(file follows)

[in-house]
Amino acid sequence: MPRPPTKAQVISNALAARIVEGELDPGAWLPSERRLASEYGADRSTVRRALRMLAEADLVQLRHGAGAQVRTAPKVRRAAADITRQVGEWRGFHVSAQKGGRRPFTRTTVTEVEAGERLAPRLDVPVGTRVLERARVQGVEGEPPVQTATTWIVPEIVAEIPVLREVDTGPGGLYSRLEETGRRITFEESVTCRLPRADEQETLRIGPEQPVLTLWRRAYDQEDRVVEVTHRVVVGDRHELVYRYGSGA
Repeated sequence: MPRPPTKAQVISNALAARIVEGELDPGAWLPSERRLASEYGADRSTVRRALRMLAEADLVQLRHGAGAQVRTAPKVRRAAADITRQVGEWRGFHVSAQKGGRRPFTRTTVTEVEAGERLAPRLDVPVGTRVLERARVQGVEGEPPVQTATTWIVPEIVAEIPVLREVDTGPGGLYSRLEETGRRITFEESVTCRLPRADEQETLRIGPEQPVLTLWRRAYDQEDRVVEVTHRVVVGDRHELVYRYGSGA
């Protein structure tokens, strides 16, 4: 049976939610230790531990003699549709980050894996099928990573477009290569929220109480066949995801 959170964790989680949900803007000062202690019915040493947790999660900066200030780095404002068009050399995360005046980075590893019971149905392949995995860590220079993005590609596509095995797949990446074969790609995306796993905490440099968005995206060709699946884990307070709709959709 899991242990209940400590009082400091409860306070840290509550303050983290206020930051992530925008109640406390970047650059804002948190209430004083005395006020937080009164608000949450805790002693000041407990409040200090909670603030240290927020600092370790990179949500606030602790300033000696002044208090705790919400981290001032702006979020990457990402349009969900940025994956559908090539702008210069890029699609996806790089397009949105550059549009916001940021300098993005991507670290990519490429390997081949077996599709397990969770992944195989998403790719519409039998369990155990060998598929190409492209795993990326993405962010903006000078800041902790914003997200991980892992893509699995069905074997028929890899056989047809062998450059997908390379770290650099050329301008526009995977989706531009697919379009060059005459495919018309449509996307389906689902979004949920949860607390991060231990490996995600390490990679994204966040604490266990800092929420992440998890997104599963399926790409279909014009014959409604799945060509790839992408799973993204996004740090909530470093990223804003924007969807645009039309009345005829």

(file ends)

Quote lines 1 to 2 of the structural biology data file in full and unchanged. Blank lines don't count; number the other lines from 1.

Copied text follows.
[in-house]
Amino acid sequence: MPRPPTKAQVISNALAARIVEGELDPGAWLPSERRLASEYGADRSTVRRALRMLAEADLVQLRHGAGAQVRTAPKVRRAAADITRQVGEWRGFHVSAQKGGRRPFTRTTVTEVEAGERLAPRLDVPVGTRVLERARVQGVEGEPPVQTATTWIVPEIVAEIPVLREVDTGPGGLYSRLEETGRRITFEESVTCRLPRADEQETLRIGPEQPVLTLWRRAYDQEDRVVEVTHRVVVGDRHELVYRYGSGA